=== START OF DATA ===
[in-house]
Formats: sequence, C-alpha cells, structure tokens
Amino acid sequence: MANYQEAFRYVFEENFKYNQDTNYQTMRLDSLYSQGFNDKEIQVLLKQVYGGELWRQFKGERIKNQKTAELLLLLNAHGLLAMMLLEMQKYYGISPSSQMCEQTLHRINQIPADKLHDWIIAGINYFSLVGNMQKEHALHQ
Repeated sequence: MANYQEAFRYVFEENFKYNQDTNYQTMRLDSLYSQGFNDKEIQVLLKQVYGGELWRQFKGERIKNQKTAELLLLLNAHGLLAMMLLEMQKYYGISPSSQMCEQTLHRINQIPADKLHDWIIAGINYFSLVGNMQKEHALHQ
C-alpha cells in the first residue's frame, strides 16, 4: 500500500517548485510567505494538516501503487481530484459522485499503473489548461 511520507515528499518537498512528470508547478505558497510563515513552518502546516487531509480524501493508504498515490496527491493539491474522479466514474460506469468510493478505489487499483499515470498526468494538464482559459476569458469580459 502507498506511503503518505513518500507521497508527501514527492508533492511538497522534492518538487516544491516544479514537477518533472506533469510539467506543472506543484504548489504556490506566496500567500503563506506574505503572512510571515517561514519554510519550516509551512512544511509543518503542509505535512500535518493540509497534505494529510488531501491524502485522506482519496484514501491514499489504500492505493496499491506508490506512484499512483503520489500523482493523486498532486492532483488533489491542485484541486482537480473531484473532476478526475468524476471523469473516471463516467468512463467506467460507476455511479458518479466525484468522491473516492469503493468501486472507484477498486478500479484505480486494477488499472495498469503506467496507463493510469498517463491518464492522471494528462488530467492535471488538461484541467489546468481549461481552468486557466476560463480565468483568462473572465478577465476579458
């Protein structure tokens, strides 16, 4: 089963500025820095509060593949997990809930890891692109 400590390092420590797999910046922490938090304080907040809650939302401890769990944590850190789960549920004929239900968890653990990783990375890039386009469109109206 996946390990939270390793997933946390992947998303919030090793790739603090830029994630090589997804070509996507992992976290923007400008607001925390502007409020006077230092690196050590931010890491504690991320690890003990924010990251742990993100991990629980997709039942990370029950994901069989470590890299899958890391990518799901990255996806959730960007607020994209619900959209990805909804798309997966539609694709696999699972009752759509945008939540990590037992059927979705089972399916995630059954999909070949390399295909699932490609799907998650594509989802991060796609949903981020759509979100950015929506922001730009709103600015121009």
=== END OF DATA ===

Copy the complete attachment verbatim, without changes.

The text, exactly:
[in-house]
Formats: sequence, C-alpha cells, structure tokens
Amino acid sequence: MANYQEAFRYVFEENFKYNQDTNYQTMRLDSLYSQGFNDKEIQVLLKQVYGGELWRQFKGERIKNQKTAELLLLLNAHGLLAMMLLEMQKYYGISPSSQMCEQTLHRINQIPADKLHDWIIAGINYFSLVGNMQKEHALHQ
Repeated sequence: MANYQEAFRYVFEENFKYNQDTNYQTMRLDSLYSQGFNDKEIQVLLKQVYGGELWRQFKGERIKNQKTAELLLLLNAHGLLAMMLLEMQKYYGISPSSQMCEQTLHRINQIPADKLHDWIIAGINYFSLVGNMQKEHALHQ
C-alpha cells in the first residue's frame, strides 16, 4: 500500500517548485510567505494538516501503487481530484459522485499503473489548461 511520507515528499518537498512528470508547478505558497510563515513552518502546516487531509480524501493508504498515490496527491493539491474522479466514474460506469468510493478505489487499483499515470498526468494538464482559459476569458469580459 502507498506511503503518505513518500507521497508527501514527492508533492511538497522534492518538487516544491516544479514537477518533472506533469510539467506543472506543484504548489504556490506566496500567500503563506506574505503572512510571515517561514519554510519550516509551512512544511509543518503542509505535512500535518493540509497534505494529510488531501491524502485522506482519496484514501491514499489504500492505493496499491506508490506512484499512483503520489500523482493523486498532486492532483488533489491542485484541486482537480473531484473532476478526475468524476471523469473516471463516467468512463467506467460507476455511479458518479466525484468522491473516492469503493468501486472507484477498486478500479484505480486494477488499472495498469503506467496507463493510469498517463491518464492522471494528462488530467492535471488538461484541467489546468481549461481552468486557466476560463480565468483568462473572465478577465476579458
């Protein structure tokens, strides 16, 4: 089963500025820095509060593949997990809930890891692109 400590390092420590797999910046922490938090304080907040809650939302401890769990944590850190789960549920004929239900968890653990990783990375890039386009469109109206 996946390990939270390793997933946390992947998303919030090793790739603090830029994630090589997804070509996507992992976290923007400008607001925390502007409020006077230092690196050590931010890491504690991320690890003990924010990251742990993100991990629980997709039942990370029950994901069989470590890299899958890391990518799901990255996806959730960007607020994209619900959209990805909804798309997966539609694709696999699972009752759509945008939540990590037992059927979705089972399916995630059954999909070949390399295909699932490609799907998650594509989802991060796609949903981020759509979100950015929506922001730009709103600015121009």